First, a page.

Why RBI is in a fix on bad debts
Shaktikanta Das has said the central bank will rework a directive that sought to penalise even a day’s loan default
- Published 6.04.19, 8:25 AM
- Updated 6.04.19, 8:26 AM
- 2 mins read
The Reserve Bank of India is scrambling to deal with the crisis that erupted on Tuesday when the Supreme Court struck down a circular that it had issued on February 12 last year to speed up the resolution of mounting bad debts in the economy. The apex court declared that the circular, which had been challenged by power and cement companies, was ultra vires as the central bank had exceeded its authority by directing banks to initiate a 180-day resolution process against an entity for even one day of loan default. If the resolution process failed, banks had to haul the company to the bankruptcy courts under the terms of the Insolvency and Bankruptcy Code. The court was concerned that the central bank had issued a blanket directive which did not recognize the fact that defaults in certain sectors of the economy arose because of circumstances over which the promoters of these companies had no control. Besides, the central bank had issued the circular without consulting the Centre, which was a violation of Section 35AA of the Banking Regulation Act. The apex court said the RBI could only order banks to start such a time-bound resolution process in specific cases of default.
The RBI governor, Shaktikanta Das, has indicated that the central bank will rework the directive to comply with the Supreme Court order. The central bank continues to insist that it has powers — even if somewhat circumscribed — to order banks to initiate bankruptcy cases against large defaulters with outstanding dues of more than Rs 20 billion. But the upshot of the latest court order is that power producers, who are highly regulated and have been unable to recover their dues from state-owned electricity distribution companies, have been let off the hook. They owe more than Rs 2.2 trillion to the banks and there is no clear line of sight to the resolution of that massive debt.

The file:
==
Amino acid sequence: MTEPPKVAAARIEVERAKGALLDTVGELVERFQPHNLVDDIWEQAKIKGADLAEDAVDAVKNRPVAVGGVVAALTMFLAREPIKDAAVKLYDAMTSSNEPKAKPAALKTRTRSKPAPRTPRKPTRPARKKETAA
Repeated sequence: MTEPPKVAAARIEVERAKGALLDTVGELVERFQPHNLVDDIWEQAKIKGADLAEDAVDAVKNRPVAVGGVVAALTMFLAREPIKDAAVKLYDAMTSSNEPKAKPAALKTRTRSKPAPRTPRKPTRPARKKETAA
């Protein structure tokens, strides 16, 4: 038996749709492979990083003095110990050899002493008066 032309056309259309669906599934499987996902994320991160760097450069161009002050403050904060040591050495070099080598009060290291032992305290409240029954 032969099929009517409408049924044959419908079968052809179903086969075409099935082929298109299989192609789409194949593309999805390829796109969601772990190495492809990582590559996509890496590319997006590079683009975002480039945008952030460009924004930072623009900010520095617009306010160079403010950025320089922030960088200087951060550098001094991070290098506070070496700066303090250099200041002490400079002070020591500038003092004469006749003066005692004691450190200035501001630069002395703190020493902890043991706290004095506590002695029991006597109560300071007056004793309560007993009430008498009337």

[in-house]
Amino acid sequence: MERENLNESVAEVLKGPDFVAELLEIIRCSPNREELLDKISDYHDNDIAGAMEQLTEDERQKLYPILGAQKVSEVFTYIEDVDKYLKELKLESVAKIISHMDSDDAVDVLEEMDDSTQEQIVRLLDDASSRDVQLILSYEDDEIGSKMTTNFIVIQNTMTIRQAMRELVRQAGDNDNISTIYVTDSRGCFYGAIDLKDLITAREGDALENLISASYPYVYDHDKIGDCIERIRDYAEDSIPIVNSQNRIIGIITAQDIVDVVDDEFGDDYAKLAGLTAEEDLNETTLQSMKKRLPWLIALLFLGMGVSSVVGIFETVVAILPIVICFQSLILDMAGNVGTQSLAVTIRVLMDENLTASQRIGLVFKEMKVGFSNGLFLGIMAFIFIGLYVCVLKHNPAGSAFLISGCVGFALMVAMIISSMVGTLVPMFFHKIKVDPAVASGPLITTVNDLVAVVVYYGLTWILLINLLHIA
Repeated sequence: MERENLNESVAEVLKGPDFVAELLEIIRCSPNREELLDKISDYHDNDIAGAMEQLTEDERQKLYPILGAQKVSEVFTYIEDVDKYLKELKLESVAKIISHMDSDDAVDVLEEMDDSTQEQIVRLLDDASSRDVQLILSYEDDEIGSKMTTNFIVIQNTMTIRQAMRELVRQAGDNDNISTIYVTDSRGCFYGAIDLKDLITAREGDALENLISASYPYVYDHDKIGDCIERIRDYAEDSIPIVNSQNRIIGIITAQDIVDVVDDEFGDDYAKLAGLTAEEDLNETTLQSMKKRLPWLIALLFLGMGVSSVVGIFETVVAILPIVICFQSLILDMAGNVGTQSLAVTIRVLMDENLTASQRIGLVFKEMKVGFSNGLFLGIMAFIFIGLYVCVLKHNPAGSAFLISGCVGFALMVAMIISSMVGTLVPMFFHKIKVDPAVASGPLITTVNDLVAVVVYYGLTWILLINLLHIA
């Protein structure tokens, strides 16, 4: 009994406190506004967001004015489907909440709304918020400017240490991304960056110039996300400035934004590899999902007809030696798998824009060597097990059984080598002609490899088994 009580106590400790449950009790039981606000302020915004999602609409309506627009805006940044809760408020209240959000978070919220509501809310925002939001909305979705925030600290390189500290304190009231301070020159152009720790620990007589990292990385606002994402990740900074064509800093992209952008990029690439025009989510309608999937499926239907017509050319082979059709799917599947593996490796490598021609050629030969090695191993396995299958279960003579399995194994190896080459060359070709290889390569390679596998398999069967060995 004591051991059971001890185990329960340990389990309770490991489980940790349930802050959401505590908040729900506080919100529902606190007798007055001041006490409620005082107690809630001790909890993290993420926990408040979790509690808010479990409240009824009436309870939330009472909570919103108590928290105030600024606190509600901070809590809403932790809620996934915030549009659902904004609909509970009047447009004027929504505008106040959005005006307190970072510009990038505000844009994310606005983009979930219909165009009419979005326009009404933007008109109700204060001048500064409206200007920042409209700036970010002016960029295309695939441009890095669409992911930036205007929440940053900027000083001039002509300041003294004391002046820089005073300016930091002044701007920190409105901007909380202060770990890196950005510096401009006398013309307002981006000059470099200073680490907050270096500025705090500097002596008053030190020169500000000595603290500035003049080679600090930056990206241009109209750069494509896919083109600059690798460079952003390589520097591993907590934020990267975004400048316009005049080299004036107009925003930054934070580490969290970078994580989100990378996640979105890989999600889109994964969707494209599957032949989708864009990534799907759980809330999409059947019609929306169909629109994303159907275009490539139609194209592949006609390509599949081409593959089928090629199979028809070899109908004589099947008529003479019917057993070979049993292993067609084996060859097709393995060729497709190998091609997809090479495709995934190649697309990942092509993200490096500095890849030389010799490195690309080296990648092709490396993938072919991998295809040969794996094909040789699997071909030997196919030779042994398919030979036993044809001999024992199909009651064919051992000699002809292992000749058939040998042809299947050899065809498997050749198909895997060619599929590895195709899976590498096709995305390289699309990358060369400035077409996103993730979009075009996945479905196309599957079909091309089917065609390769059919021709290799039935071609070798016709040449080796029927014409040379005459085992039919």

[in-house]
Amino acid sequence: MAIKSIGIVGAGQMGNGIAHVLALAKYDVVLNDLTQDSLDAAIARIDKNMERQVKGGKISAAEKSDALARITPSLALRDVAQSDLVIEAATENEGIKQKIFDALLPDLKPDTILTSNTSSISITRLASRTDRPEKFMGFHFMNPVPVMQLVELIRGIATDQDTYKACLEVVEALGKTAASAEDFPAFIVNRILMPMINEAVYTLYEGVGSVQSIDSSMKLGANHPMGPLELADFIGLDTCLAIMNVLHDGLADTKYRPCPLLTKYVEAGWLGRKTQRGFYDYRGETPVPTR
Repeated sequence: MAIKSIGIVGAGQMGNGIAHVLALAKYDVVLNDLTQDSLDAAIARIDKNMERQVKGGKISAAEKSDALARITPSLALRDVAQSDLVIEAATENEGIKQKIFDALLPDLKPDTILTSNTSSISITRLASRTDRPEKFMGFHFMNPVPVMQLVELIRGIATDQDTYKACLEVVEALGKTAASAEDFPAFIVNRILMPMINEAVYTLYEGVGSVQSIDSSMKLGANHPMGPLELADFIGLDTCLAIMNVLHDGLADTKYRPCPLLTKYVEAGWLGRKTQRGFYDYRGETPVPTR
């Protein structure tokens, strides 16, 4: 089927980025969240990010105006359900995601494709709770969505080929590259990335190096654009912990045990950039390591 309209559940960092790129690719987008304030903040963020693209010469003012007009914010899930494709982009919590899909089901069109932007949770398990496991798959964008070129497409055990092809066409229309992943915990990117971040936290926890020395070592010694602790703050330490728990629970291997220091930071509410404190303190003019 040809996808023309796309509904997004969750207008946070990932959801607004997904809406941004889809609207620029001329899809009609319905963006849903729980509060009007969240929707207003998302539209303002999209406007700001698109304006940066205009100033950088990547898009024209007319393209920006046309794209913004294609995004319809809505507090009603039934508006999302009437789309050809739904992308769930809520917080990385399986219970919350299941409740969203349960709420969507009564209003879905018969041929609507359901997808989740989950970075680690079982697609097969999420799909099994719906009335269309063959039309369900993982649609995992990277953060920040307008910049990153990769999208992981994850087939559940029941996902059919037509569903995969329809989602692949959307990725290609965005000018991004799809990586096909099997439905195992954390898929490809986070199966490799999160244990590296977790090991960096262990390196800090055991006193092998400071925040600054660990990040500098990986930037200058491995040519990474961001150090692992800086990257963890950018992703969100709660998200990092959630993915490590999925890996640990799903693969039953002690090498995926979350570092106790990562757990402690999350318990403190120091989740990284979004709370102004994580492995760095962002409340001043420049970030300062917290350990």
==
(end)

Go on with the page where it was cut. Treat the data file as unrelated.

The gross non-performing assets of all scheduled commercial banks swelled to Rs 10.4 trillion at the end of March 2018 with public sector banks accounting for more than 86 per cent of the amount. The RBI report on Trend and Progress of Banking in India 2017-18, which was released last December, reveals that the gross NPAs of the public sector banks amount to 14.6 per cent of their gross advances.
It is not hard to see why the central bank is pushing for resolution of the bad debts through the IBC process in preference to other mechanisms. Banks were able to recover 49.6 per cent of the Rs 99 billion dues involved in the 701 cases referred to the bankruptcy courts in 2017-18. That is twice the percentage of recovery from cases routed through the courts under the SARFAESI Act. Banks will be waiting to see the new RBI circular and hoping that the IBC process will take the burden of bad debt off their books. The downside is that banks could face the charge of cherry-picking defaulters.